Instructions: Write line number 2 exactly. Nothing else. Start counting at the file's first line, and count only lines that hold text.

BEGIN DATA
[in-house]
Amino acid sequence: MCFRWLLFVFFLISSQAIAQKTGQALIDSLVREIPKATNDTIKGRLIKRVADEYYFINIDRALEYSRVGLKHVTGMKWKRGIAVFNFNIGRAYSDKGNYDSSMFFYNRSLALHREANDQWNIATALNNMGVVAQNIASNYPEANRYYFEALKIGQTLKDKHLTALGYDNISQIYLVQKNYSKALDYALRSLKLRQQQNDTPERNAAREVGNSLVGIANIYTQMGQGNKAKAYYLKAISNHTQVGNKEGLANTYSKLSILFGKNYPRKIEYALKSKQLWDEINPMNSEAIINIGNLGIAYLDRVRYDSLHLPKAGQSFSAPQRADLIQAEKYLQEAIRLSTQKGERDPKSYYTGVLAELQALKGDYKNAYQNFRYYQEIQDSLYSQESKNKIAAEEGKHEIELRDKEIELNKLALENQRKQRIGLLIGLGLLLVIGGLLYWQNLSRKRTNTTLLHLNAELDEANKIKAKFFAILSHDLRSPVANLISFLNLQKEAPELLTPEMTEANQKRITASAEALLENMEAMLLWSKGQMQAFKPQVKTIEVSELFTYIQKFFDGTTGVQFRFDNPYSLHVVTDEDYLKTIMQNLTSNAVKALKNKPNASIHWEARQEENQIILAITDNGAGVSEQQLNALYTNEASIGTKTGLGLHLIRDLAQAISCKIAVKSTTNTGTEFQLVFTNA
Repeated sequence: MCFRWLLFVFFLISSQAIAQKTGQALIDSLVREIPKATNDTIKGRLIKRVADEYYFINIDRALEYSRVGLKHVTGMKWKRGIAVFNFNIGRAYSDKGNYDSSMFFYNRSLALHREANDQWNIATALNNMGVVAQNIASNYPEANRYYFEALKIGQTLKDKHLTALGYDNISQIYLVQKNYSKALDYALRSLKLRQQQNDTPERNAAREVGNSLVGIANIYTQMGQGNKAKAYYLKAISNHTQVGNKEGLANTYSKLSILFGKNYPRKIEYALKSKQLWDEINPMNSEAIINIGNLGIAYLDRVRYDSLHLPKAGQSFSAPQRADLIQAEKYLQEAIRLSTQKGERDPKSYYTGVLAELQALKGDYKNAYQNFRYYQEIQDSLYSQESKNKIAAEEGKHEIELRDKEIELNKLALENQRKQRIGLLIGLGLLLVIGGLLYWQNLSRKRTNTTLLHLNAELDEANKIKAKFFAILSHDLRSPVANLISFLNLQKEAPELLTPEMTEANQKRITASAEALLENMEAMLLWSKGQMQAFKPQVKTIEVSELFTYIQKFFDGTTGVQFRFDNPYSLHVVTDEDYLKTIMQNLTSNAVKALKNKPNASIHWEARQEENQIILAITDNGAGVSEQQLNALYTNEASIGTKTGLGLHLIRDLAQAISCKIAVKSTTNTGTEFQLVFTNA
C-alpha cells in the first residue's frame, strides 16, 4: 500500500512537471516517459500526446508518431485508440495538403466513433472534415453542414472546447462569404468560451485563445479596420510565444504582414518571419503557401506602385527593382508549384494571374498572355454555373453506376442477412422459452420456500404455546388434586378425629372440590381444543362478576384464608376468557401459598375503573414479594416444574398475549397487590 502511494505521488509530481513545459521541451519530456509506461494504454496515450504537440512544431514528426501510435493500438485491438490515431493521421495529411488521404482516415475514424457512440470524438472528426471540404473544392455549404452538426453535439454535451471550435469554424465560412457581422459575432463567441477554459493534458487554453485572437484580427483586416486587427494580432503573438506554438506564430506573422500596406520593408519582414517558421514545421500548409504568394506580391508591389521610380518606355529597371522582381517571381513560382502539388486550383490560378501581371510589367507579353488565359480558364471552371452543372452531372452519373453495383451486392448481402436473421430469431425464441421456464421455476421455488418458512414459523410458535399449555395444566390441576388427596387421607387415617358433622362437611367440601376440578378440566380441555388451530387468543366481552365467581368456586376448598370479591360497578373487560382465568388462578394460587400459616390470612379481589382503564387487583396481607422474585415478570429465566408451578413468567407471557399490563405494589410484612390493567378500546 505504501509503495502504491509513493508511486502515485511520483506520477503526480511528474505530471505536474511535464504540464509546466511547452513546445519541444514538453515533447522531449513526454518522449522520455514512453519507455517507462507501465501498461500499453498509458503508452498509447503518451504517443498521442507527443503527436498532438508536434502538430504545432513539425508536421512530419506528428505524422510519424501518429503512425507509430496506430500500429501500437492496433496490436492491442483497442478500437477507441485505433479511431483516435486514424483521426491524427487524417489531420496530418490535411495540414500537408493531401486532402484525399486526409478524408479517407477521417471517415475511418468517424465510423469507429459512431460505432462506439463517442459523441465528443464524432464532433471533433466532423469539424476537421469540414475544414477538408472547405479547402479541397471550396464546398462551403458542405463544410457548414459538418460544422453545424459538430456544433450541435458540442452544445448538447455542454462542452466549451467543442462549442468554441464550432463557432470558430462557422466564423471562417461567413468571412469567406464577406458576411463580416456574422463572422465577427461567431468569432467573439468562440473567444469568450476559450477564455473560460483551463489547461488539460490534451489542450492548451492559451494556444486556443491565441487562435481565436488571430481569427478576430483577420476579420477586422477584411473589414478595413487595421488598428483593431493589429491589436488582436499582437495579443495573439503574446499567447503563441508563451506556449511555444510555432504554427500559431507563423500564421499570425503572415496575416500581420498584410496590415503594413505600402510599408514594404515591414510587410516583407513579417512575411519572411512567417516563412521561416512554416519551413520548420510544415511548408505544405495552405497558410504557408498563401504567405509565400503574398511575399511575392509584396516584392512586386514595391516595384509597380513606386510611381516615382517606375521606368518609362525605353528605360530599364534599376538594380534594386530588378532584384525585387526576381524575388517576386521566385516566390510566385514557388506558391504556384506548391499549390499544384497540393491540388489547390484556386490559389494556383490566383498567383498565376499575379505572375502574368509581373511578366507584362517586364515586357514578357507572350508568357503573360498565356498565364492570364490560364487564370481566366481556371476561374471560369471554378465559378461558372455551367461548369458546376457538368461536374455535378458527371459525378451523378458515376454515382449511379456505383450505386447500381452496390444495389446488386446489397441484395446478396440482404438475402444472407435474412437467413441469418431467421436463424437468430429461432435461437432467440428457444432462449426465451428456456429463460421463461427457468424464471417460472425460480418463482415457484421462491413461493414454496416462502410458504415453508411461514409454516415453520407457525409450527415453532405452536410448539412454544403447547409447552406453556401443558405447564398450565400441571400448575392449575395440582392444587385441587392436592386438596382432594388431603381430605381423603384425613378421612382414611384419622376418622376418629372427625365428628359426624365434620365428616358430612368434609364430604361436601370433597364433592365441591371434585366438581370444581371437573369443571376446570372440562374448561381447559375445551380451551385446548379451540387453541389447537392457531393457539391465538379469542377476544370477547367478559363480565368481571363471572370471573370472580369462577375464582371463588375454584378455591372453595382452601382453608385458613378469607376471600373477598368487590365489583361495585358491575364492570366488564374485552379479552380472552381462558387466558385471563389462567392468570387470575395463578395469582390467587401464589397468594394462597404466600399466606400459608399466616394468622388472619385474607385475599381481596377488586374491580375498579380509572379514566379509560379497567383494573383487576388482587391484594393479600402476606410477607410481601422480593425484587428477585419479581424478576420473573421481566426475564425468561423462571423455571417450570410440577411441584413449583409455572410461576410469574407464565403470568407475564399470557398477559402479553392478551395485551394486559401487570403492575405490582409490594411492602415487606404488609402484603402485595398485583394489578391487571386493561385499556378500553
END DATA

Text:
Amino acid sequence: MCFRWLLFVFFLISSQAIAQKTGQALIDSLVREIPKATNDTIKGRLIKRVADEYYFINIDRALEYSRVGLKHVTGMKWKRGIAVFNFNIGRAYSDKGNYDSSMFFYNRSLALHREANDQWNIATALNNMGVVAQNIASNYPEANRYYFEALKIGQTLKDKHLTALGYDNISQIYLVQKNYSKALDYALRSLKLRQQQNDTPERNAAREVGNSLVGIANIYTQMGQGNKAKAYYLKAISNHTQVGNKEGLANTYSKLSILFGKNYPRKIEYALKSKQLWDEINPMNSEAIINIGNLGIAYLDRVRYDSLHLPKAGQSFSAPQRADLIQAEKYLQEAIRLSTQKGERDPKSYYTGVLAELQALKGDYKNAYQNFRYYQEIQDSLYSQESKNKIAAEEGKHEIELRDKEIELNKLALENQRKQRIGLLIGLGLLLVIGGLLYWQNLSRKRTNTTLLHLNAELDEANKIKAKFFAILSHDLRSPVANLISFLNLQKEAPELLTPEMTEANQKRITASAEALLENMEAMLLWSKGQMQAFKPQVKTIEVSELFTYIQKFFDGTTGVQFRFDNPYSLHVVTDEDYLKTIMQNLTSNAVKALKNKPNASIHWEARQEENQIILAITDNGAGVSEQQLNALYTNEASIGTKTGLGLHLIRDLAQAISCKIAVKSTTNTGTEFQLVFTNA